Precision Agriculture

, Volume 14, Issue 4, pp 376–391

An integrated framework for software to provide yield data cleaning and estimation of an opportunity index for site-specific crop management

Authors

    • State Key Laboratory of Resources and Environmental Information SystemInstitute of Geographic Sciences and Natural Resources Research, Chinese Academy of Sciences
  • Brett Whelan
    • Precision Agriculture LaboratoryFaculty of Agriculture and Environment, The University of Sydney
  • Alex B. McBratney
    • Precision Agriculture LaboratoryFaculty of Agriculture and Environment, The University of Sydney
  • Budiman Minasny
    • Precision Agriculture LaboratoryFaculty of Agriculture and Environment, The University of Sydney
Article

DOI: 10.1007/s11119-012-9300-7

Cite this article as:
Sun, W., Whelan, B., McBratney, A.B. et al. Precision Agric (2013) 14: 376. doi:10.1007/s11119-012-9300-7

Abstract

This paper proposes an integrated framework for software that provides yield data cleaning and yield opportunity index (Yi) calculation for site-specific crop management (SSCM). The artifacts in many yield data sets, which inevitably occur, can pose a significant effect on the validity of Yi. Automated and standardised yield correction procedures were designed to improve the data quality by removing: (1) unreasonable outliers; (2) distribution outliers (globally and locally); and (3) position errors. The calculation of Yi uses two aspects of crop yield assessment, the magnitude of yield variation and the spatial structure of the variation. The cleaning algorithms were applied to four yield data sets with known integrity issues to demonstrate effectiveness. Approximately 13–20 % of the original yield data were removed, and this resulted in an increased mean yield of 0.13 t/ha (average). The semivariograms of cleaned data were shown to possess smaller nugget values compared with the original data. The opportunity index calculation algorithm was demonstrated on a field with nine seasons of yield data. The results demonstrated that using a ranking of Yi provides a rational, agronomic assessment of the opportunity for SSCM based on the quantity and pattern of production variability displayed in yield data sets. This provides farm managers with a rapid way to assess whether the observed variability deserves further investigation and eventual investment in SSCM operations.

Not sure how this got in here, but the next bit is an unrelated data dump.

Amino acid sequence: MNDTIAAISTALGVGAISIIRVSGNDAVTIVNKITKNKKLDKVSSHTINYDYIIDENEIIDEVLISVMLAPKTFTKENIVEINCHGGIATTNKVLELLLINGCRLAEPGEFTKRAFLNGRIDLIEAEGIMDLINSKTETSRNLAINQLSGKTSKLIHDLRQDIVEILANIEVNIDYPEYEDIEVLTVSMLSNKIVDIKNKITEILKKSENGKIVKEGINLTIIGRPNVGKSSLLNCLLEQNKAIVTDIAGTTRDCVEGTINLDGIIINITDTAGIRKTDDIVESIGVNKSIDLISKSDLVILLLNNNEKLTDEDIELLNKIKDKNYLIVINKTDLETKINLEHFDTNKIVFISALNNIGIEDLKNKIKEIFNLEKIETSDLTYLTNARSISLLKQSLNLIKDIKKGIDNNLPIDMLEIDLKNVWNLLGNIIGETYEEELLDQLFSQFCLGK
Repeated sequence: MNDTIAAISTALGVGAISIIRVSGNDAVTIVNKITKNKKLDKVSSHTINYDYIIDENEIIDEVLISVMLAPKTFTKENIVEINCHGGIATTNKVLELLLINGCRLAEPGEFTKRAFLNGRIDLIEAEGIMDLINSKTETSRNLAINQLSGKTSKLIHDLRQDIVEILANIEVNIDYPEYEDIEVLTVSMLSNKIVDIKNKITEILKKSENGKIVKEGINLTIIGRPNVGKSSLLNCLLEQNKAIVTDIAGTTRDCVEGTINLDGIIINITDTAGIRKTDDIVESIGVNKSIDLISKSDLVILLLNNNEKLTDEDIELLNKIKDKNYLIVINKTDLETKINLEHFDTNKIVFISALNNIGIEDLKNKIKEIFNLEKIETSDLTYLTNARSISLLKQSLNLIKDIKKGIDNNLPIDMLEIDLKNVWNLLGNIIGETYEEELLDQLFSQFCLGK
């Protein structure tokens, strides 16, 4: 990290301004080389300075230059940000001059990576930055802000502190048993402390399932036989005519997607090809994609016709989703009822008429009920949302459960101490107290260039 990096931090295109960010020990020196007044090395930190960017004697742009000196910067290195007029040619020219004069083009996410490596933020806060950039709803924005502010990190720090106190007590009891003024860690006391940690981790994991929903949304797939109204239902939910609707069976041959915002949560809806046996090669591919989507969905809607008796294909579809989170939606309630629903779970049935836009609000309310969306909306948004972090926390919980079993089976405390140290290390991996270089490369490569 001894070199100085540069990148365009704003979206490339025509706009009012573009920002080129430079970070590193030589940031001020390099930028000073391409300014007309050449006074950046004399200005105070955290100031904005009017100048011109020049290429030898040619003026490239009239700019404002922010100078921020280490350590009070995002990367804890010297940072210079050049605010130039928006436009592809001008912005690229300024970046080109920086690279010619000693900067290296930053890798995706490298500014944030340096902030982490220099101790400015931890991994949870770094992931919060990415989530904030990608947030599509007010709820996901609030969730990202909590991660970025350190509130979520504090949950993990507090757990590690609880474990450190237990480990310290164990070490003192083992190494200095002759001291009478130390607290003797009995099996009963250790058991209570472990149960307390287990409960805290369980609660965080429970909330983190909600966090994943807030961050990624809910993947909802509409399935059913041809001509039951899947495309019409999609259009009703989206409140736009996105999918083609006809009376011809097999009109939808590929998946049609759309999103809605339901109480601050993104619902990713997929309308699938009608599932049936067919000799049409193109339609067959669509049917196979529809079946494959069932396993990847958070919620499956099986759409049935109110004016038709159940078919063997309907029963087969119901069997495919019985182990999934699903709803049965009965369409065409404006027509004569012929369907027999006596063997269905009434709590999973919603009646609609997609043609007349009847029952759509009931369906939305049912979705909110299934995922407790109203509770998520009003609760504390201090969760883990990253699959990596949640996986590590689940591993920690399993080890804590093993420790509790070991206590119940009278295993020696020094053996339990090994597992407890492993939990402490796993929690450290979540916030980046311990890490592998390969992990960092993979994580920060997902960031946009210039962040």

Keywords

Precision agricultureYield variabilitySpatial variationYield mapsYield data trimming

Copyright information

© Springer Science+Business Media New York 2012